https://blogs.rstudio.com/tensorflow/posts/2018-04-02-rstudio-gpu-paperspace
If you don't have local access to a modern NVIDIA GPU, your best bet is typically to run GPU intensive training jobs in the cloud. Paperspace is a cloud service that provides access to a fully preconfigured Ubuntu 16.04 desktop environment equipped with a GPU.Cloudhttps://blogs.rstudio.com/tensorflow/posts/2018-04-02-rstudio-gpu-paperspaceMon, 02 Apr 2018 00:00:00 +0000lime v0.4: The Kitten Picture EditionThomas Lin Pedersen
https://blogs.rstudio.com/tensorflow/posts/2018-03-09-lime-v04-the-kitten-picture-edition
A new major release of lime has landed on CRAN. lime is an R port of the Python library of the same name by Marco Ribeiro that allows the user to pry open black box machine learning models and explain their outcomes on a per-observation basisPackages/ReleasesTensorFlow/KerasExplainabilityImage Recognition & Image Processinghttps://blogs.rstudio.com/tensorflow/posts/2018-03-09-lime-v04-the-kitten-picture-editionFri, 09 Mar 2018 00:00:00 +0000Deep Learning for Cancer ImmunotherapyLeon Eyrich Jessen
https://blogs.rstudio.com/tensorflow/posts/2018-01-29-dl-for-cancer-immunotherapy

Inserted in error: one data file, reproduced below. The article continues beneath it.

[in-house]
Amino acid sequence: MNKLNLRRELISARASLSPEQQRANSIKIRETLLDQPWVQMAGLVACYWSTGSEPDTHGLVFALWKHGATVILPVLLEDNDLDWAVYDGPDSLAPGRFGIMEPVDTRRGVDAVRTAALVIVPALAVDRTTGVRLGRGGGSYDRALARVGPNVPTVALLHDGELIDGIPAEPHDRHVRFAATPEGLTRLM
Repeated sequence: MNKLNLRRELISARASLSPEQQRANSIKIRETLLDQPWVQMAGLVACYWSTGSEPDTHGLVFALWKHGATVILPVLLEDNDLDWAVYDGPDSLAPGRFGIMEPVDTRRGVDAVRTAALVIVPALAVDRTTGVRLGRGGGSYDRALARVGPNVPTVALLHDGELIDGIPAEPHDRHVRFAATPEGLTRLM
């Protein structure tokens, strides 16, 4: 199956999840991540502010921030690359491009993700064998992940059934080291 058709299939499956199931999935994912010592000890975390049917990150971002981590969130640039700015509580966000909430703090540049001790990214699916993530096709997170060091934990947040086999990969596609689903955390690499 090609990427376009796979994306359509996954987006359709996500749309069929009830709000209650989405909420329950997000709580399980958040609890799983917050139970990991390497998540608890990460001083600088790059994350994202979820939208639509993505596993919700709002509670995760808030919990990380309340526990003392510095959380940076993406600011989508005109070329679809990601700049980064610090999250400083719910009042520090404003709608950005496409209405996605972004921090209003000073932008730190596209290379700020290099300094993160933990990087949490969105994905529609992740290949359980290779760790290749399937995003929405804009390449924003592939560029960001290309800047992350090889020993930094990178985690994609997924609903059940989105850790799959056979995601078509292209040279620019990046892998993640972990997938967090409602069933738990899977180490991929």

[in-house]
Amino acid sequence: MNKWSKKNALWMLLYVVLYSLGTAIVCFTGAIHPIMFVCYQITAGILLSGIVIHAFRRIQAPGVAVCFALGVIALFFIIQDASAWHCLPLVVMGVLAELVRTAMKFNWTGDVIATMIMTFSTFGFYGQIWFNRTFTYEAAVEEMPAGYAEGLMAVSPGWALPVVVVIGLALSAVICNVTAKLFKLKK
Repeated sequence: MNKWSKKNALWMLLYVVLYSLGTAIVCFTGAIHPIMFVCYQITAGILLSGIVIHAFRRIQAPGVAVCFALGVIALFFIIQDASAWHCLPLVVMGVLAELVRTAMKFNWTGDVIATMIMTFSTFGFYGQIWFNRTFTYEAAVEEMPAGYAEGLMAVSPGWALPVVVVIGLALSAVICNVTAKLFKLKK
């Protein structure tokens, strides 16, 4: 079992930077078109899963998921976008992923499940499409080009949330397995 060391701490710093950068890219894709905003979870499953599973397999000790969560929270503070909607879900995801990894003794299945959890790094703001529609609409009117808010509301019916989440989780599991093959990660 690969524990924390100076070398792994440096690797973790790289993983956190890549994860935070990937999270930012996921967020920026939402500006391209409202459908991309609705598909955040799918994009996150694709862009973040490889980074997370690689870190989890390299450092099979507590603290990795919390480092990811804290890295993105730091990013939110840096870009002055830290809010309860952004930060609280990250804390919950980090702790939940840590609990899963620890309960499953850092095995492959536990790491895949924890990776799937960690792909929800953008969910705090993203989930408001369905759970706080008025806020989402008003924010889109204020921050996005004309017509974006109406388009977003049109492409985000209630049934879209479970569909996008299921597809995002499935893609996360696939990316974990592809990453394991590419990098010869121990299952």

The aim of this post is to illustrate how deep learning is being applied in cancer immunotherapy (Immuno-oncology or Immunooncology) - a cancer treatment strategy, where the aim is to utilize the cancer patient's own immune system to fight the cancer.TensorFlow/KerasTabular Datahttps://blogs.rstudio.com/tensorflow/posts/2018-01-29-dl-for-cancer-immunotherapyMon, 29 Jan 2018 00:00:00 +0000Predicting Fraud with Autoencoders and KerasDaniel Falbel
https://blogs.rstudio.com/tensorflow/posts/2018-01-24-keras-fraud-autoencoder
In this post we will train an autoencoder to detect credit card fraud. We will also demonstrate how to train Keras models in the cloud using CloudML. The basis of our model will be the Kaggle Credit Card Fraud Detection dataset.TensorFlow/KerasUnsupervised LearningCloudhttps://blogs.rstudio.com/tensorflow/posts/2018-01-24-keras-fraud-autoencoderThu, 25 Jan 2018 00:00:00 +0000Analyzing rtweet Data with kerasformulaPete Mohanty